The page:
Wigneswaran at the helm of Tamil political affairs, buoyed by a mandate from the northern people, will be a force to reckon with. The Government knows this. Just as it knows that Wigneswaran’s constant call for integration and cohabitation will show up the regime’s own ultra-nationalist agendas and rhetoric. By choosing Wigneswaran, the TNA has extended an olive branch and committed itself to trust building – and nothing terrifies the Rajapaksa regime more than that – since after all, it might be called upon to reciprocate.
Reports of plans to scuttle the northern election that is presently proceeding on course continue to emerge even though Government insiders are adamant the poll will be held on schedule. The international interest in the election, especially in terms of New Delhi and the Commonwealth, will likely stay the regime’s hand in this respect. Yet a shadow hangs over the poll especially after the Government last week decided once again to fast track the PSC process to propose amendments to the 13th Amendment. The announcement of the quickening comes in the wake of increasingly stringent calls from New Delhi for Colombo to desist from revising the 13th Amendment and thereby altering the terms of the 1987 Indo-Lanka Accord.
The Rajapaksa Government’s existential dilemma on devolution of power to the Tamil community arises from the fact that to devolve power or make concessions to the Tamils contrasts directly with its unique governance ethos and the post-war narrative it strives to perpetuate of majority domination and minority subjugation. Constrained by these inherent prejudices, the only true justice the present Administration can deliver is victors’ justice; the only reconciliation it can conceive of is physical and material reconstruction.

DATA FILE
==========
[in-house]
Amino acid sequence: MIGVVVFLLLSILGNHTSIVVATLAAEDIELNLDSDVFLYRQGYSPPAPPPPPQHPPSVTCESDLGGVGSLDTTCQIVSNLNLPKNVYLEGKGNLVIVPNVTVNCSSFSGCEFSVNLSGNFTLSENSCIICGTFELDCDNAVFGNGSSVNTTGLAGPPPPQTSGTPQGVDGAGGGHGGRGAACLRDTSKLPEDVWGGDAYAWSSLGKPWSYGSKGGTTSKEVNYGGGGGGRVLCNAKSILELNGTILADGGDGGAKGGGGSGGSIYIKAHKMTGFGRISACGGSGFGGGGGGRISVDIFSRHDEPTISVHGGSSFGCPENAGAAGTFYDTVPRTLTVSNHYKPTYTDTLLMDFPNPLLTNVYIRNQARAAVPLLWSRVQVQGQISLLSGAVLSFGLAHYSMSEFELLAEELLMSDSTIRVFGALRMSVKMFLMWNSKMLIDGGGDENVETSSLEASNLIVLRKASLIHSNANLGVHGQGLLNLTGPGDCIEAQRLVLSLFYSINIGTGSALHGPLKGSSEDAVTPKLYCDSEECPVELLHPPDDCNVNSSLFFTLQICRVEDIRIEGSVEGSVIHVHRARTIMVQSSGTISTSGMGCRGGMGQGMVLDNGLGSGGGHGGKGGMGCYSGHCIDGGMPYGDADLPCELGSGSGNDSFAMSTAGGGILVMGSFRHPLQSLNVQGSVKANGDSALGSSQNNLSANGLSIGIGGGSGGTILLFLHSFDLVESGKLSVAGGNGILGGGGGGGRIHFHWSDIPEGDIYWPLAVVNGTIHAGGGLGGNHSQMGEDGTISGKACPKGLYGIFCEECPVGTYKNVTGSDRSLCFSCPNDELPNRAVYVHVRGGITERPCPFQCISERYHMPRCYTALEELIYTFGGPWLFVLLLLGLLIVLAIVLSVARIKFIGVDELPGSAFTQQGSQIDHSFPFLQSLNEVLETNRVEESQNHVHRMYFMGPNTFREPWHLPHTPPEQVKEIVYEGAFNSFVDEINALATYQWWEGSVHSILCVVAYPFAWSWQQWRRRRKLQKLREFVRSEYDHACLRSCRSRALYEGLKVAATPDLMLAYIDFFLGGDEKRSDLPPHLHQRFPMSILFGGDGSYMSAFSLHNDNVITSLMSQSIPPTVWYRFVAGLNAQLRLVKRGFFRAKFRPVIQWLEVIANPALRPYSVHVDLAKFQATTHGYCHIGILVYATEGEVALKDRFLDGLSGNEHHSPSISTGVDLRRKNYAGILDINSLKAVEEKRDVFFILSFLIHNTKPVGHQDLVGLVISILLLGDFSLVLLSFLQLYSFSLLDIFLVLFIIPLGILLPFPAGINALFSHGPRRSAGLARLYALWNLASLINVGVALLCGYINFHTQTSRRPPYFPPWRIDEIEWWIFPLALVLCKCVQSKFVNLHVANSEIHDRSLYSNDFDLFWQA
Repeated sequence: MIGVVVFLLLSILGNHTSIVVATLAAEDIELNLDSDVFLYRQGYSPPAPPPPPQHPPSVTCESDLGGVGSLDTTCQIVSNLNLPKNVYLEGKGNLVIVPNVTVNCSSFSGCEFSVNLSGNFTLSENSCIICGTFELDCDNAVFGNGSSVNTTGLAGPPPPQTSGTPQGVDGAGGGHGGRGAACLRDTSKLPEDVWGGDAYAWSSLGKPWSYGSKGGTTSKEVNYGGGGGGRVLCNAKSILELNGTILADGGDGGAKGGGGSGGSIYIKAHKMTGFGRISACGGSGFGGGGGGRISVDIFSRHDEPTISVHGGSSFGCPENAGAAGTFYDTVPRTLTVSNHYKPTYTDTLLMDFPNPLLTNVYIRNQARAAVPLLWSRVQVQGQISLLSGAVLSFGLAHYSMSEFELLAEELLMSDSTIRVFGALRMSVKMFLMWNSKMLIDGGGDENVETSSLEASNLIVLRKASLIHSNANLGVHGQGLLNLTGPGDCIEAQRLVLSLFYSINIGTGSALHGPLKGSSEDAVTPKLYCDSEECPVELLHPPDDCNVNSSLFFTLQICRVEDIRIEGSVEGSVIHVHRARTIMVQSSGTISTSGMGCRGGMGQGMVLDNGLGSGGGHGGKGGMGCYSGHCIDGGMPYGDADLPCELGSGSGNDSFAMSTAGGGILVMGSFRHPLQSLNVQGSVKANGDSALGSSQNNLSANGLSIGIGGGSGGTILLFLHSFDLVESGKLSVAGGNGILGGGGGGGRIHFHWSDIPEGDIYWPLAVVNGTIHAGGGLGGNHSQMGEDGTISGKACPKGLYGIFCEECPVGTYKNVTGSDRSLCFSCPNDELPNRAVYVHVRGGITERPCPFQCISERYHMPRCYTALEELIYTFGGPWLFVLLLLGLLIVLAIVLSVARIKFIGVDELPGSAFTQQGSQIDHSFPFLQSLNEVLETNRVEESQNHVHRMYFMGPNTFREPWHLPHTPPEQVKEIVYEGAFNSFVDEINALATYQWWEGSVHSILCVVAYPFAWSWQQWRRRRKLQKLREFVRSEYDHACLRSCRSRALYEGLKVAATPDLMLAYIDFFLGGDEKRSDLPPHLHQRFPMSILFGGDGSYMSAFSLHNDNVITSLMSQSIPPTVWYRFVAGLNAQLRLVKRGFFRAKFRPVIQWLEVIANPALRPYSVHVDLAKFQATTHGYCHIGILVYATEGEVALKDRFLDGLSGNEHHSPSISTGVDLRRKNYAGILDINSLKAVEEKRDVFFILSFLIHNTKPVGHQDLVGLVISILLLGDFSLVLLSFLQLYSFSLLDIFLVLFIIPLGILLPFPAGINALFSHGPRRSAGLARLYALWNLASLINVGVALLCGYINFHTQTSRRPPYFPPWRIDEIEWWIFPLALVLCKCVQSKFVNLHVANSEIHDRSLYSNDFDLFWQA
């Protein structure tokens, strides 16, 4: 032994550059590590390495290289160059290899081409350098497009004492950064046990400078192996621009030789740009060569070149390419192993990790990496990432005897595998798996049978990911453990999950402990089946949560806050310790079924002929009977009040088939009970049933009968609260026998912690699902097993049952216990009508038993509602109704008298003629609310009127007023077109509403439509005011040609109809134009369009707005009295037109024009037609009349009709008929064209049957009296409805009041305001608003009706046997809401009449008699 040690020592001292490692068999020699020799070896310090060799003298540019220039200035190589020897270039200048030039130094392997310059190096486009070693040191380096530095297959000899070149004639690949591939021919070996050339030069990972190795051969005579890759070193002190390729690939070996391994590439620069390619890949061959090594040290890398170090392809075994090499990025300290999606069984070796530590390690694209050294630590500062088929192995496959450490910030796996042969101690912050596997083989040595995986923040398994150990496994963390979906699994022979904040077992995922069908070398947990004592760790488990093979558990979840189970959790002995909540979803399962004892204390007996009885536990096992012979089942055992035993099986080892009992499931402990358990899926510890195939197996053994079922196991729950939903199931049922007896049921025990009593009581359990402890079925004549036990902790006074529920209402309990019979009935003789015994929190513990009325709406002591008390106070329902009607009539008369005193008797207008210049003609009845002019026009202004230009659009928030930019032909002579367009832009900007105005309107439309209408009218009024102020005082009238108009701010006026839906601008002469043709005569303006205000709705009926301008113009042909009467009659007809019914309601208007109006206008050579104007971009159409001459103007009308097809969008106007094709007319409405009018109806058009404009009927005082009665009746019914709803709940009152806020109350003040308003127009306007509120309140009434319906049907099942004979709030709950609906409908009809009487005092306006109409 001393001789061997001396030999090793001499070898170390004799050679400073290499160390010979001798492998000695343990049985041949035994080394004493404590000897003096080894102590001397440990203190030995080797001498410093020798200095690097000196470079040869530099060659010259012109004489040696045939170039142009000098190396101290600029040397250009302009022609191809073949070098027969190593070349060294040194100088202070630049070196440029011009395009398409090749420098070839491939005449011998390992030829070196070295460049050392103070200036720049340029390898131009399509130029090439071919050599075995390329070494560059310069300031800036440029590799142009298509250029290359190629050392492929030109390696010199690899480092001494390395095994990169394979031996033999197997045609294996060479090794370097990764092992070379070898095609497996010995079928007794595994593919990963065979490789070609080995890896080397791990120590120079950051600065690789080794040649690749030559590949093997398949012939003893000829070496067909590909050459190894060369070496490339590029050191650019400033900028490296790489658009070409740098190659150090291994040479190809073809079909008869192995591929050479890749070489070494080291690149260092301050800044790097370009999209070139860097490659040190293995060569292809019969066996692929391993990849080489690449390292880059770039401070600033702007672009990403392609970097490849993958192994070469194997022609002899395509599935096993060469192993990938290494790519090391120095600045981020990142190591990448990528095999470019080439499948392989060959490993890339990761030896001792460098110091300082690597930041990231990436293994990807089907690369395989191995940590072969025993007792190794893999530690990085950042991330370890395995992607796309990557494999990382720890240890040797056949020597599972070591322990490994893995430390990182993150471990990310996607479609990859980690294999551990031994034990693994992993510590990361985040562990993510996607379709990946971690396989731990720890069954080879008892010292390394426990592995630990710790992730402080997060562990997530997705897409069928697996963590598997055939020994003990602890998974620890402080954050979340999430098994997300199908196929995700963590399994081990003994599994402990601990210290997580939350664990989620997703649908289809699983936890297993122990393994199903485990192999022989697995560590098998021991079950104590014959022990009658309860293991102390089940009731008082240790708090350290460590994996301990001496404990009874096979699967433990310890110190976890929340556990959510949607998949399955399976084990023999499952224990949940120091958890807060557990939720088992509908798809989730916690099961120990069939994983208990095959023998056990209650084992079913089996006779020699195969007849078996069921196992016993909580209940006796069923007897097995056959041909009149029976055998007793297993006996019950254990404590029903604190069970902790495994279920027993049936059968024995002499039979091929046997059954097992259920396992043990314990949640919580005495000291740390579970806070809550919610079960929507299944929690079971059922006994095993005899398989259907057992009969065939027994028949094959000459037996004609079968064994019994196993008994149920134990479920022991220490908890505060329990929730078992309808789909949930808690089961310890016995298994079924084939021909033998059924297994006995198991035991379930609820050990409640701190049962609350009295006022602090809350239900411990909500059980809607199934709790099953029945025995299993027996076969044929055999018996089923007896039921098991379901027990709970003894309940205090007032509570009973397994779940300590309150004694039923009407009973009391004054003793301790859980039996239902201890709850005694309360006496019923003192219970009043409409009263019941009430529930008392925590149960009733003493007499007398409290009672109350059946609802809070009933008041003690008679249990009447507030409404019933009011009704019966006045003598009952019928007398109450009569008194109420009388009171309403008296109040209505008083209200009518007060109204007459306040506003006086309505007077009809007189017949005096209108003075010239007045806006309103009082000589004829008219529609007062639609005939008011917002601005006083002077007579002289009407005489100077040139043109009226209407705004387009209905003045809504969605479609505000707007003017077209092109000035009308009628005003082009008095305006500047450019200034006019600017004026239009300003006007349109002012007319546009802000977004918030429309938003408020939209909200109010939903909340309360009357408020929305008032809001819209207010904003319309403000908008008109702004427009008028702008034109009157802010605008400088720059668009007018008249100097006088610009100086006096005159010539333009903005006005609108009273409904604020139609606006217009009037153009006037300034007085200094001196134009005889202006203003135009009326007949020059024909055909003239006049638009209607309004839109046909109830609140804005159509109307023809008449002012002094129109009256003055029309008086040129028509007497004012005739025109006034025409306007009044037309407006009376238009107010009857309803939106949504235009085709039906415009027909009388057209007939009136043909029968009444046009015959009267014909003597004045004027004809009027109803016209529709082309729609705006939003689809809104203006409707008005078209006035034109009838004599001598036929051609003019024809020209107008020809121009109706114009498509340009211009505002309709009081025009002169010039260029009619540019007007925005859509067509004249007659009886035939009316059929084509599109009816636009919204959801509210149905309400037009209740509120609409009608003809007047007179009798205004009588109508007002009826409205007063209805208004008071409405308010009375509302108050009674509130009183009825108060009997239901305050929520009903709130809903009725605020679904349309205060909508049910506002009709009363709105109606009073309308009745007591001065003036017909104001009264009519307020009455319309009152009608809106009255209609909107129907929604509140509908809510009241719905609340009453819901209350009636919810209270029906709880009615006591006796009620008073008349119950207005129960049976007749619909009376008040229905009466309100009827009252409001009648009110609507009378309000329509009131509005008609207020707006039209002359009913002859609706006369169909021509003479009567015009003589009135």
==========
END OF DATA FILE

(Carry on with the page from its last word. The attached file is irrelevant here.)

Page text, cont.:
Until the senior members of the regime begin to have a change of heart about the roots of conflict and strive genuinely to knit communities of people together in its aftermath, sundry gestures – especially when they are made under duress by the international community – will continuously ring hollow. In the present context, the transparency of the timelines set by the Commonwealth and the UNHRC are not proving favourable for the regime’s credibility in finally attempting to prosecute alleged abuses.
Over the years, there has been a gradual shift in the political dialogue about Black July. Thirty years later, different interpretations persist of the mob violence against Tamil civilians in the capital Colombo and elsewhere in the country. The atrocities of the LTTE’s megalomaniac leader Velupillai Prabhakaran are cast up, apologist fashion, to lighten the burden of that horrific past. The ‘provocation’ argument is bandied about in the 1983 context in the mainstream now, its implications for reconciliation and trust building between communities torn apart by war, gravely damaging.
In post-war Sri Lanka, narratives of memory are constantly evolving. In the 1983 context, the narrative has shifted from one of shame and guilt, to one that is far more sinister. The Sinhalese community has begun to ask questions about why they must feel a sense of collective shame or why they must be singled out to make apologies for the anti-Tamil pogrom of 1983.
The narrative is driven by the make-no-apologies triumphalism that has pervaded the nation’s conscience since the end of the war. In post-war Sri Lanka, the victors are rewriting history and the suffering, death and loss of all those who do not belong in the victors’ camp will be ignored, forgotten and never mourned. And because of this shift, never more have the rights of minority communities been at graver risk.